CME credit for this article is now expired. It appears here for informational purposes only.
At the end of this article, readers should be able to:
1. Delineate evidence-based principles of successful assessment and treatment.
2. Translate these principles into applications for real-world practice.
3. Develop treatment strategies for patients who have comorbid mental illness and substance use disorder.
During the past 10 to 15 years, psychiatrists have increasingly recognized the importance of successfully engaging and treating individuals with comorbid psychiatric and substance use disorders. National epidemiological studies and surveys have clearly indicated that “co-occurring disorders are an expectation, not an exception.”1 In particular, data from the Epidemiology Catchment Area survey showed that of people living in the community, 55% of those with schizophrenia and 62% of those with bipolar disorder had a lifetime diagnosis of substance use disorder.2
The National Comorbidity Survey replicated and expanded these results, and findings of high prevalence of comorbid mental illness and substance use disorders have been further demonstrated in more recent national epidemiological reports.3-6 Epidemiological studies have indicated higher odds ratios for comorbid substance use in adults and adolescents with nearly every psychiatric disorder, compared with those for the general population. Conversely, individuals (adults and adolescents) with diagnosed substance use disorders have higher odds of having a comorbid mental health condition than individuals with no substance use disorder. Furthermore, findings indicate a high prevalence of substance use disorders comorbid with trauma-related pathology.7
In the past decade, there has been increasing research on evidence-based integrated treatment approaches for individuals with comorbid disorders. This research includes specific program models, such as Integrated Dual Disorder Treatment, as well as a range of integrated practices and approaches based on that model.8 These approaches have been condensed into instructions for integrated practice for clinicians and include an array of guidelines (eg, assessment, service planning, treatment).9,10 On the basis of this and other research, the Comprehensive, Continuous, Integrated System of Care incorporates universal integrated practice (termed “co-occurring capability”) as a fundamental system design feature and utilizes research-based principles that inform integrated practice.11,12
There has also been a growing body of research on the effectiveness of psychotropic medication for mental illnesses in individuals with psychiatric disorders and co-occurring active substance use. Whereas active substance users were previously excluded from psychopharmacological research, resulting in limited data on the effectiveness of psychotropic medications in this population, current research makes it clear that active psychopharmacological intervention for mental illness produces significantly better treatment outcomes in these individuals, even when active substance use continues. It is now best practice for psychiatric prescribers to work within an integrated treatment framework, in which appropriately matched psychopharmacological and non-psychopharmacological interventions for both mental illness and substance use disorders are integrated into patient care.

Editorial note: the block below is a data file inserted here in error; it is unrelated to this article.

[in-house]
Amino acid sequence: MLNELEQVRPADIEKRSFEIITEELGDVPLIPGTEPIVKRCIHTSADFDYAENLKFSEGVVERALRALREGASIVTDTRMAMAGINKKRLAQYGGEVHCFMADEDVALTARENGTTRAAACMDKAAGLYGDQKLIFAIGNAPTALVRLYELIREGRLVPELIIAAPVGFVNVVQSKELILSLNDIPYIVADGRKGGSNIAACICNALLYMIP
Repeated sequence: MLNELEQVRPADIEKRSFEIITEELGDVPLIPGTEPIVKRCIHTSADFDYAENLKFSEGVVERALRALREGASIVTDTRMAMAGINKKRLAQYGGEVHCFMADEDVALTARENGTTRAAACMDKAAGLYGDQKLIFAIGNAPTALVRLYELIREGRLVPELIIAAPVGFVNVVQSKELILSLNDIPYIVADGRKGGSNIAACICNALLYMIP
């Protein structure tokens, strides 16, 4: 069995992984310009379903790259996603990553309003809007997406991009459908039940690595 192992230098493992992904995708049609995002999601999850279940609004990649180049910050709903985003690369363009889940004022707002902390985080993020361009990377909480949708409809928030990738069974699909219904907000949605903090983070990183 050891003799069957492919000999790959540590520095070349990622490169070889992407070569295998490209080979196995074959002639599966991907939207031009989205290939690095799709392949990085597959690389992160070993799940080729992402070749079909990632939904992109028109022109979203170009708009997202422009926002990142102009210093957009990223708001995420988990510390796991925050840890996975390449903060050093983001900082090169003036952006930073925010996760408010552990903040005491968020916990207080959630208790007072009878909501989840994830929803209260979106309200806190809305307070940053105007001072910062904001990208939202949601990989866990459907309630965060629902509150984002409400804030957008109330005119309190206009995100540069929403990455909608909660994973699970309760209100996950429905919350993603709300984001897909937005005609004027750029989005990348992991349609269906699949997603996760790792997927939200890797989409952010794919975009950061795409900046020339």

In addition, as understanding of the “brain disorder of addiction” has increased, there has been a steady expansion of pharmacological options specific for treatment of substance use disorders.13 The previously limited armamentarium of psychopharmacology for addiction has been expanded to include an array of anticraving agents that directly intervene in the neurotransmitter mechanisms that support continuing addiction.14 In addition, opiate maintenance treatment, formerly restricted to licensed methadone programs, can now be provided more readily in office-based settings by practitioners who prescribe buprenorphine. Many common psychotropic medications are being shown to also have a potential direct effect on improving substance use disorders. For nicotine dependence, the most prevalent and most potentially lethal of comorbid substance use disorders, there are a range of psychopharmacological agents that have specific and potentially lifesaving indications.
Principles of treatment
The psychopharmacological principles outlined in this article are based on 3 publications:
• The Centers for Mental Health Services (CMHS) Managed Care Initiative Report15 that includes treatment principles and practice guidelines (including psychopharmacology guidelines) for individuals with co-occurring psychiatric and substance use disorders
• An updated version of the CMHS Managed Care Initiative Report co-occurring disorder psychopharmacology practice guidelines that incorporates more current information16
• An even more recent document issued by the Substance Abuse and Mental Health Services Administration that references and builds on the previous work17
Because comorbidity is highly prevalent, all practicing psychiatrists are likely to see patients with co-occurring mental illness and substance use disorders, including patients with active use. The first principle of treatment is therefore to purposefully welcome these individuals—who are most likely to be at risk for poorer outcomes if not successfully engaged in care. A welcoming approach facilitates the creation of an empathic, hopeful relationship, screening for co-occurring substance use, building trust to allow the patient to share information, and working in partnership with the patient over time to make progress on both disorders.12,15
Kenneth Minkoff, MD, has no disclosures to report.
Mark J. Albanese, MD (peer/content reviewer), has no disclosures to report.
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